Some outfits are harder to remember than others.
Sadly we all have some variation of this story to share. That strange disorienting and sickly feeling that what everyone thinks is a joke or backhanded compliment is a form of degradation. Am I over reacting? Why can’t I laugh it off? Are these guys in another situation a danger? Would it be different and would the waiter laugh if a group of women told him he had a nice package?
I think it’s about vulnerability. As a woman, I’m conscious of it in the remarks snd gestures and body language. I know I can be vulnerable. It’s impossible to explain sometimes because women live in a different world than men. The only way it gets better for our daughters is in how we communicate this to our sons.
Those stings stay with us far longer than they should, don't they. It still stings whenever I remember a comment made by my art director at the agency while I was pregnant with Grant. A bunch of us were waiting around to go into a meeting and someone asked me if I was having a boy or a girl. Without missing a beat, the guy said, "Boy or girl? She's such a whore she doesn't even know who the father is." And he laughed. I don't remember much after that, other than, suddenly being at the elevator and my boss, who was there, running after me, saying, "He didn't mean it. He was joking." In the years that have passed, I've thought of many comebacks that I SHOULD have said and didn't. I just had to get out of there as fast as I could because I was ashamed -- when the only person who should have been was him. Thinking about it now, I wish I'd punched him in the face.
So f*cking enraging.
The responsibility that you clearly felt to produce a comeback -- a face-saving, cutting, funny, faux-respectful, proud, and un-phased comeback -- in that moment is all part of the BS that the patriarchy imposes. There is NO WAY to come up with the right comeback in those situations -- it's literally impossible -- but the culture makes you feel bad about that, even decades later. Trust me: he is a scumbag and you are fantastic. That's all there is to it.
Did you tell your dad? I would clobber the guy.
I know you. I know your family. And that makes this story more painful, somehow. I wonder how many of those guys at that table, and the guy who made that outrageous comment, had daughters. Would they like their daughters to have endured that kind of comment? Would they like to see their daughter in your place? Or maybe their mother? Not even a possibility. Absolutely, no freaking way. Never. When I hear stories like this, I always wonder how these guys rationalize their behavior. In the extreme, Bill Cosby comes to mind, a father with four daughters. Four! And he RAPED women. The question is, how are some guys able to compartmentalize like that? Is there even a trace of transference? Or are they just stupid? It just boggles the mind.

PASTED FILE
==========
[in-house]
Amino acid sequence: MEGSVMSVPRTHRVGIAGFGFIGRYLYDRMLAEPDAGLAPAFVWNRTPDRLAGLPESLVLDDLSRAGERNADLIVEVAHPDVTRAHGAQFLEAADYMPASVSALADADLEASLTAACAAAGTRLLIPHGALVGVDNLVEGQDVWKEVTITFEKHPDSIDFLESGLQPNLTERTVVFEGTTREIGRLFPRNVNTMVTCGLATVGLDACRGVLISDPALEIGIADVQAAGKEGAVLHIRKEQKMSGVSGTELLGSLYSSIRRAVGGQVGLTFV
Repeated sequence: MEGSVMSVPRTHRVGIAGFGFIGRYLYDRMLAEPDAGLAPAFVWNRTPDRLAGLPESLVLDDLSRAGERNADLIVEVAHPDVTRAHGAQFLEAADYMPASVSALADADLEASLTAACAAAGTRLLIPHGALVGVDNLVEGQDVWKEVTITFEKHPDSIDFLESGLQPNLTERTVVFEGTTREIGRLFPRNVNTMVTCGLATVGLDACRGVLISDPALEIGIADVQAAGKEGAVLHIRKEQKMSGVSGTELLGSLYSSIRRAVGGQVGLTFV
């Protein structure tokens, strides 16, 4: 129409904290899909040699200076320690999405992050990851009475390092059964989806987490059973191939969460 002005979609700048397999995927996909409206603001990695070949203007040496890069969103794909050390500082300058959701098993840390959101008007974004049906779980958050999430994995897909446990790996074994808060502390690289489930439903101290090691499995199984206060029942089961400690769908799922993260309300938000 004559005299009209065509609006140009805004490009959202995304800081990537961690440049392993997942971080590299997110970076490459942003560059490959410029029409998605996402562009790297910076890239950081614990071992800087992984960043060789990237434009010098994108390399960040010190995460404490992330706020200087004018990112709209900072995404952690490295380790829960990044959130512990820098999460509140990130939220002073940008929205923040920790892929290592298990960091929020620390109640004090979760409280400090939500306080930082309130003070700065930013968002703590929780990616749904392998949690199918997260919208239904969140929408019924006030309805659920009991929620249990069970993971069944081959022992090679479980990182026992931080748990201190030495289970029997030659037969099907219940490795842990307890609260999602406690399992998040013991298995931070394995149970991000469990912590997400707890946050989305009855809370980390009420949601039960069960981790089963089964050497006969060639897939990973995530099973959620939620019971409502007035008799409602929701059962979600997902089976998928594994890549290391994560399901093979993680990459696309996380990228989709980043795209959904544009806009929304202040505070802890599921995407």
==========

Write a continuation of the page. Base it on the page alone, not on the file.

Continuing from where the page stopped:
Wow! Since I hope times have changed, I wonder how you would have responded today if that happened. And hopefully it wouldn’t. Unfortunately most of us have had similar situations…but not as well described as yours!
Oh, Debra...I feel this, and am so sorry this happened to you.
I wish more people would think about the impact of their words. I hope people who read this will.
I remember one day on the subway, sitting next to the door. The train pulled into the station, the doors opened and the man across from me got up, grabbed my breast and exited. Everything went silent. My mind racing to decide if I had caused the incident to happen somehow. I was left sitting there staring at all those who saw it–and laughed. Dying and crying inside. Whether sitting or standing, we are left to pick up the pieces in those stabbing moments. And unfortunately, it still happens today. Another great story Debra. So poignant and beautifully told.
Sadly, many of us have stories like this. But we don’t usually say them out loud. Good for you, Debra
we need to talk. there’s more to your stories than just posting. i’m heading home to west palm today. let’s make a date to chat.
I agree with David Cohen. You are our Nora Ephron.
I was moved by your story. At the beginning of your story when you said you liked the bankers, I winced. I've always considered these guys first class asshats and the ending of your story only confir my opinion.. You acted with dignity. You did your job well. To insult the bankers would have been unprofessional. The only thing you could have done was to make a joke, but it's very difficult to come up with a witty comeback in the moment. Let yourself off the hook, Debra.
The laughter that simply shields tears-yup. My heart is bursting every time I read your pieces and get inside your brain, your heart. And bet that denim skirt was the bomb.
honored to be on the mailing/reading list. you’re our Nora Ephron. (i hope that’s a compliment. It’s meant to be.
it only made you the strong(er) woman you grew up to be ... and to build that shield that bounces off those 'compliments'. bunch of mofos